September 21, 2017 • Coaching

Delivering criticism to athletes

I recently asked a group of coaches to give me their main challenges with athletes. Almost immediately, the majority of coaches agreed they see many athletes shut down upon receiving negative feedback or criticism. They believed the biggest influences were club sports and parents, but they still had no idea how to prevent athletes from getting upset.

“Parents play a huge role — they really do,” said Mike Willahan, head girls basketball coach at Mountain Vista High School (Colorado). “It’s something where a lot of parents will battle the coach, and being a parent myself I understand you don’t want to see your kids hurt or cry.”

Earl Boykins, former NBA player and head boys basketball coach at Douglas County High School (Colorado), shared similar insight about club sports: “In Colorado, anyone that has money can start a club and play. Whenever there’s pay to play, there will always be players that can’t afford it, which affects how players develop.”

Regardless of the cause, problems exist. In fact, in having worked with athletes and conducting developmental workshops for several years, I see a clear disconnect: Coaches are upset with how athletes handle feedback, and athletes are upset with how coaches deliver it.

I once worked with a women’s basketball coach who was great at his job. However, he used a stern and militant coaching style, which often destroyed the morale of his team. When his players were behind going into halftime, the girls often returned to the court worse off than when they went into the locker room. Players ended up making unforced errors, lost their determination, and failed to come back and win. The coach didn’t recognize what was happening and how his style of delivering feedback and criticism affected his team.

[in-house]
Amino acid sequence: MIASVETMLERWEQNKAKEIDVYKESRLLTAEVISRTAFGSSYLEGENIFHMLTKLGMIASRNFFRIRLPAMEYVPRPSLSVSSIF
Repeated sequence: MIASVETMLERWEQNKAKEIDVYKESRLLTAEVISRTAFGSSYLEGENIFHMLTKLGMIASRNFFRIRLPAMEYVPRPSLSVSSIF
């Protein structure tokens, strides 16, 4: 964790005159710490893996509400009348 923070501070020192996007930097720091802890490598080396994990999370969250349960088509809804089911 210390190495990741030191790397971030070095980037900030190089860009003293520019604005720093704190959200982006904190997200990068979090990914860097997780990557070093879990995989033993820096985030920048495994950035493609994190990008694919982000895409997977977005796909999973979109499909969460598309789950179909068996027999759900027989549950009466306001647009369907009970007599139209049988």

» RELATED: Why visual demonstrations, body language matters to athletes

There’s a simple solution for coaches to offer constructive feedback very quickly, and without causing athletes to shut down. We survey more than 300 athletes, and 90 percent said they were upset by how coaches offered feedback, not by the feedback itself. When asked to identify what really upset athletes, they narrowed it down to two reasons: First, the coach only focused on what they did wrong; and second, the coach delivered the feedback in front of everyone, embarrassing the athlete.

We asked coaches to give their perspectives on this response and how they work with changing demands.

“As a coach, you always have to adapt to the kids you have,” Boykins said. “If you can’t, you’ll always have friction. I try to always be honest with the parents about their child’s ability. I think everyone appreciates honesty.”

“It’s different for every player,” Willahan said. “Sometimes, players react better to getting after them. Other players are more reserved and need to be talked to differently.”

Coaches have very little time to give feedback during practice and even less time to give feedback during a game. Similarly, it’s unrealistic to expect a coach to deliver private feedback to individual athletes during a game. There isn’t time.

Willahan and Boykins shared different views on giving feedback during games versus practices.

“There’s a bigger sense of urgency during games and corrections need to be made right now,” Willahan said. “During practice, I can sit down and talk through things, but I can’t do that during games. I have no problem using the bench as a tool during games.”

Boykins advocates a different approach.